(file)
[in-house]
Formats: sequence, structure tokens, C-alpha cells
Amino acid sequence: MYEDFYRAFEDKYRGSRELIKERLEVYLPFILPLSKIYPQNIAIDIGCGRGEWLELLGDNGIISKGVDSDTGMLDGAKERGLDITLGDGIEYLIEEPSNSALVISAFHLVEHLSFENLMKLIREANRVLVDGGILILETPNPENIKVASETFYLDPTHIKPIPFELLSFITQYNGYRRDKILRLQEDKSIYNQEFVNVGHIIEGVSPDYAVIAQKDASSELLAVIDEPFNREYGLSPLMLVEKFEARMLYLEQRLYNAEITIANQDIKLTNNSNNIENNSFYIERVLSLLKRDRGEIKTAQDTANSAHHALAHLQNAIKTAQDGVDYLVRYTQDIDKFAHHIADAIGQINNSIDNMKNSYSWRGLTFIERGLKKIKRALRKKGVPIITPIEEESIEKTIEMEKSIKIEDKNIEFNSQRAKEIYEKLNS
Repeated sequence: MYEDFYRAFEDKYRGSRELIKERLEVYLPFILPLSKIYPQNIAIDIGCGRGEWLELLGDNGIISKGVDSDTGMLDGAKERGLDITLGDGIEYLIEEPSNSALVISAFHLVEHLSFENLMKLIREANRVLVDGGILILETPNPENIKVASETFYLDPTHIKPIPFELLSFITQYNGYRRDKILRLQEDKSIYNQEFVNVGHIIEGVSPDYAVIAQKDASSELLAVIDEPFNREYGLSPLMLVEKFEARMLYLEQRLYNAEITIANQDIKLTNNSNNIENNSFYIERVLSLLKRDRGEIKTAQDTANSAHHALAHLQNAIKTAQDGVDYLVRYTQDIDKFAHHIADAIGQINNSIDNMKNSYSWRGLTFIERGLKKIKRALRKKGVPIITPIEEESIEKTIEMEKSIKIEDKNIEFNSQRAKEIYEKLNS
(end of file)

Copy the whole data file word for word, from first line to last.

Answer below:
[in-house]
Formats: sequence, structure tokens, C-alpha cells
Amino acid sequence: MYEDFYRAFEDKYRGSRELIKERLEVYLPFILPLSKIYPQNIAIDIGCGRGEWLELLGDNGIISKGVDSDTGMLDGAKERGLDITLGDGIEYLIEEPSNSALVISAFHLVEHLSFENLMKLIREANRVLVDGGILILETPNPENIKVASETFYLDPTHIKPIPFELLSFITQYNGYRRDKILRLQEDKSIYNQEFVNVGHIIEGVSPDYAVIAQKDASSELLAVIDEPFNREYGLSPLMLVEKFEARMLYLEQRLYNAEITIANQDIKLTNNSNNIENNSFYIERVLSLLKRDRGEIKTAQDTANSAHHALAHLQNAIKTAQDGVDYLVRYTQDIDKFAHHIADAIGQINNSIDNMKNSYSWRGLTFIERGLKKIKRALRKKGVPIITPIEEESIEKTIEMEKSIKIEDKNIEFNSQRAKEIYEKLNS
Repeated sequence: MYEDFYRAFEDKYRGSRELIKERLEVYLPFILPLSKIYPQNIAIDIGCGRGEWLELLGDNGIISKGVDSDTGMLDGAKERGLDITLGDGIEYLIEEPSNSALVISAFHLVEHLSFENLMKLIREANRVLVDGGILILETPNPENIKVASETFYLDPTHIKPIPFELLSFITQYNGYRRDKILRLQEDKSIYNQEFVNVGHIIEGVSPDYAVIAQKDASSELLAVIDEPFNREYGLSPLMLVEKFEARMLYLEQRLYNAEITIANQDIKLTNNSNNIENNSFYIERVLSLLKRDRGEIKTAQDTANSAHHALAHLQNAIKTAQDGVDYLVRYTQDIDKFAHHIADAIGQINNSIDNMKNSYSWRGLTFIERGLKKIKRALRKKGVPIITPIEEESIEKTIEMEKSIKIEDKNIEFNSQRAKEIYEKLNS